Joseph built MHASP from a small regional advocacy agency with fewer than a dozen staff into one of the largest mental health associations in the country, including an array of peer-to-peer programs serving local, statewide, and national constituencies. From 1997 to 2007, he was its president and CEO.
Joseph has testified before U.S. Senate committees and has consulted in more than 30 States. He has served on the Executive Committee of the President’s Committee on Employment of People with Disabilities and the congressionally appointed Task Force on the Rights and Empowerment of People with Disabilities, which helped pass the Americans with Disabilities Act. He was a key player in the closing of Philadelphia State Hospital, which was an important step toward serving mentally ill people in the community, where—as neighbors, friends and family—they belong. As part of this effort, he also played a critical role in the successful struggle to get the dollars to follow the patients into the community, to establish what has become a model system of community-based services, including peer-to-peer services.
Joseph has received numerous honors for his leadership in the mental health community, including the prestigious Heinz Award for the Human Condition in 2005.
Jennifer made the difficult transition from being an isolated person struggling to cope with voices to becoming an outspoken mental health advocate, wife, and mother. Today, she speaks openly to the public about learning to integrate the experience of hearing voices and other extreme states into her life. She believes that the key to healthier and more inclusive communities is drawing on the wisdom that comes with lived experience of trauma and/or extreme distress through dialogue based on mutual respect.
Her passion lies in building a community where people who experience extreme or altered states can feel comfortable expressing these difficult experiences without fear of social rejection or reactionary consequences. This philosophy comes from her own journey to recovery through purpose and community, as well as seeing others in her community grow around her when given access to this type of support.
Jennifer grew up in the Black Hills of South Dakota and lives in nearby Rapid City with her husband and their 7-year-old twins.
An ordained minister and public speaker, he founded Real Publishing in 1989, which chronicled his experiences with addiction and mental health challenges, including post-traumatic stress disorder from his military service, in the book, “A True Story: Hope After Dope, From a Drug Addict to a Doctor.”
Today, Robert is active in the Hope After Project, which works to foster an extensive social network that is user-driven, expert supported, and provides hope and help for individuals in distress and communities in crisis. He also participates in Real Urban Ministry, Inc., which provides technical assistance, training, and resources to more than 800 community and faith leaders through urban ministry programs.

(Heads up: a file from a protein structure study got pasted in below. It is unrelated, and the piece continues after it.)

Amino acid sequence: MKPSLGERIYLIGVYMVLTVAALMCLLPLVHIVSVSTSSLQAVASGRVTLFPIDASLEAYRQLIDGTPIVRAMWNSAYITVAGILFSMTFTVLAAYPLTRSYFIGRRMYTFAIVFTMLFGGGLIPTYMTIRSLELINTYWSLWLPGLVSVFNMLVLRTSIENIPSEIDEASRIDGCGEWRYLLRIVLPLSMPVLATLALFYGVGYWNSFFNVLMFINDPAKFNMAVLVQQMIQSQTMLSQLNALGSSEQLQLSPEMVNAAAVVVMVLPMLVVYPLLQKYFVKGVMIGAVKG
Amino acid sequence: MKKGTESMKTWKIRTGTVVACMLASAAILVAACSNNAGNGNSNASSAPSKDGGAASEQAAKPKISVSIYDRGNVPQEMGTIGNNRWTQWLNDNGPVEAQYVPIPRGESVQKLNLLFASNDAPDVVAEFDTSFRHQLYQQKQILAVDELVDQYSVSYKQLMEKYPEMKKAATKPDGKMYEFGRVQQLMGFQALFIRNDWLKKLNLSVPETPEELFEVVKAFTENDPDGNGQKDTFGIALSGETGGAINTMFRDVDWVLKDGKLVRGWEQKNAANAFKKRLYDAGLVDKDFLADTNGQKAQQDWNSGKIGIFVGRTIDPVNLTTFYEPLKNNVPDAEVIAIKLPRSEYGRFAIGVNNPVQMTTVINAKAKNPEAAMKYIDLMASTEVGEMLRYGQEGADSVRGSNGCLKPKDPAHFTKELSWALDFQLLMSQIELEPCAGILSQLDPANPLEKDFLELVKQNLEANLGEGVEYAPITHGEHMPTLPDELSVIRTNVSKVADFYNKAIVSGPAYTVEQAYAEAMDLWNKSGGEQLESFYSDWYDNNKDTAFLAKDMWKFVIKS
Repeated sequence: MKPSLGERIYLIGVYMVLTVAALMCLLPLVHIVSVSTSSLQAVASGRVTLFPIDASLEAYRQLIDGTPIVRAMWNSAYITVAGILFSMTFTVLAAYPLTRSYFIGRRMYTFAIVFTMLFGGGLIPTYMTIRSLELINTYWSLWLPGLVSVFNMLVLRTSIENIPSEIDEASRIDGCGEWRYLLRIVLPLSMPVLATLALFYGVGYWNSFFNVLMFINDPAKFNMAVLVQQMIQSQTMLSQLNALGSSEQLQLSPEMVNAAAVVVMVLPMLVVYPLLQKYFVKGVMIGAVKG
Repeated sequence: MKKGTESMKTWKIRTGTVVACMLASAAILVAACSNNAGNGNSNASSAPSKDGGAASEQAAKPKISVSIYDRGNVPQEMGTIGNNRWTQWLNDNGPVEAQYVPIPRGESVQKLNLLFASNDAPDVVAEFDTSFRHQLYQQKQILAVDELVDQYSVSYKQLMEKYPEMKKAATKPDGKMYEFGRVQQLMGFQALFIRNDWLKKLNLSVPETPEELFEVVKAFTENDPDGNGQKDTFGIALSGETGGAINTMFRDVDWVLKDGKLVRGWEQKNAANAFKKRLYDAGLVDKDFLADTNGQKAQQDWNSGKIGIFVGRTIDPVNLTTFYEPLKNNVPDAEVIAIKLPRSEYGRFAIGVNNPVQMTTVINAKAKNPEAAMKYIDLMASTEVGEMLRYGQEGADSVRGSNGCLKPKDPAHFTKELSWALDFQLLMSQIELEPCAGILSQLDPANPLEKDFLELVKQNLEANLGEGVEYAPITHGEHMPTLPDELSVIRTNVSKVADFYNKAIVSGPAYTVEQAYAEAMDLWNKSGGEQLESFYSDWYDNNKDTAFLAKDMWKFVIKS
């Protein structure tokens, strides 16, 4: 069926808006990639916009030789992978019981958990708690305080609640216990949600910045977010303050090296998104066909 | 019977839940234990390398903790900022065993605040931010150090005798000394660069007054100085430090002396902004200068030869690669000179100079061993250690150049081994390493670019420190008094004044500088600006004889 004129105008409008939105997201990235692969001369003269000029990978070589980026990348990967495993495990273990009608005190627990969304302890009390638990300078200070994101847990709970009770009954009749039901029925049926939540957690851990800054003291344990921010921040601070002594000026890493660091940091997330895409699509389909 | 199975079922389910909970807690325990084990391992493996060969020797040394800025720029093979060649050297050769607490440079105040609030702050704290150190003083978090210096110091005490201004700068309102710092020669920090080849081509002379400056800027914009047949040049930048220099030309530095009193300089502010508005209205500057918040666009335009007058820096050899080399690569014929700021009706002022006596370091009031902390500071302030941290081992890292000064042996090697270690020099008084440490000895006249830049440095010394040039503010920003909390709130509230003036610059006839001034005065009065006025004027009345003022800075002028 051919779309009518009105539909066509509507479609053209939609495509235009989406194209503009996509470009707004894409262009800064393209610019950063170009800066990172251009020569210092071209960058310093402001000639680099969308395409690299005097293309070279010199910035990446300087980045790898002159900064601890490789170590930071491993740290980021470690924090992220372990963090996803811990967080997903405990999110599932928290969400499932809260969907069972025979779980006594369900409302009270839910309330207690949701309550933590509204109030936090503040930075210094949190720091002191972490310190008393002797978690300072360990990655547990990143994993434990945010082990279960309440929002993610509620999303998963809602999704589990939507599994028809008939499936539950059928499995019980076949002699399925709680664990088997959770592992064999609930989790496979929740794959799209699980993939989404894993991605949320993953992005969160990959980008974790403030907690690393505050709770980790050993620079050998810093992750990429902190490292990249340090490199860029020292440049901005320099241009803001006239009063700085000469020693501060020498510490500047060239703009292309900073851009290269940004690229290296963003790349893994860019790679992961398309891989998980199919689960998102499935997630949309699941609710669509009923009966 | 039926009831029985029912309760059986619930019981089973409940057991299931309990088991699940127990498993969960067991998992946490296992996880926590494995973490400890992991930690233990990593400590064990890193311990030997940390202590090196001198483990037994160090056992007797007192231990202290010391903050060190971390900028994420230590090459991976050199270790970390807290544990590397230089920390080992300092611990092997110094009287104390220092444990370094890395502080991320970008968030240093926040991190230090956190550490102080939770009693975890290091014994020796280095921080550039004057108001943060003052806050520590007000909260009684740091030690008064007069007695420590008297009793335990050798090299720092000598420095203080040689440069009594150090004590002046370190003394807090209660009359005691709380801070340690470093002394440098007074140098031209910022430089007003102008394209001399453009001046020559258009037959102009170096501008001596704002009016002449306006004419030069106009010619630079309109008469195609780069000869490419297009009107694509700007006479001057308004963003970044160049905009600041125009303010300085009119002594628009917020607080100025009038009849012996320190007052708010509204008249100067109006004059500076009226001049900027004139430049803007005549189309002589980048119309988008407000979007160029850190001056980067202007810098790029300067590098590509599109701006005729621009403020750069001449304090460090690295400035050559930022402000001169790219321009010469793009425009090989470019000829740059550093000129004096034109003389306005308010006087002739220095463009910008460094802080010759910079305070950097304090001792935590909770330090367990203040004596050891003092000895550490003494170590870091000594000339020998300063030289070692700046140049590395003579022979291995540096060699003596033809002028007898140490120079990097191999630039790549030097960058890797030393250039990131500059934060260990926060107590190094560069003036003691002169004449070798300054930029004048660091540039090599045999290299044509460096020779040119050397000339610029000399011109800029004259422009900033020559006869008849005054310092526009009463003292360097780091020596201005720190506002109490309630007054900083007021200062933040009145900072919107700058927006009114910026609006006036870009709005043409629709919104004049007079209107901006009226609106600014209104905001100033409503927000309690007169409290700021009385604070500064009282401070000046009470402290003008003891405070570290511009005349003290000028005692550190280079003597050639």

A national certified counselor and licensed professional in Texas, Robert serves as an example to others for how to overcome addiction and impact the community. As part of his 40-year recovery journey, he learned that churches, educational institutions, and professional resources can all lead to an individual’s and a community’s success.
In the spirit of his favorite saying, “Let the manure of your past fertilize your present and you’re guaranteed a great crop for the future,” Drew founded the Turn-A-Frown Around Foundation (TAFA) to link individuals in isolation with a friend network. He believes that friendship is the missing link in wellness and recovery, and that ending loneliness is an achievable goal.
Drew began to pursue comedy as part of a promise to his daughter that he would never attempt suicide again. Eventually, he realized that he wanted to do more than entertain—he wanted to end loneliness for individuals isolated because of their disabilities, living in an institution, or falling through the cracks of society. His vision is to populate the world with Smile Stations, a gathering of volunteers who befriend lonely souls in need of unconditional love.
Drew has been invited to speak and perform his Jelly Donut Entertainment at nursing homes, psychiatric facilities, hospitals, colleges, prisons, on television and radio programs, and conferences.
At age 6, William was violently sexually assaulted by his neighbor. At age 10, he watched helplessly as his mother and 12-year-old brother were shot by his mother’s estranged boyfriend. At age 13, William attempted suicide and was hospitalized more than nine times to grapple with his trauma and severe depression. He often turned to violence, drugs, alcohol, and unhealthy relationships to cope. He credits his grandmother and countless others for helping to save his life.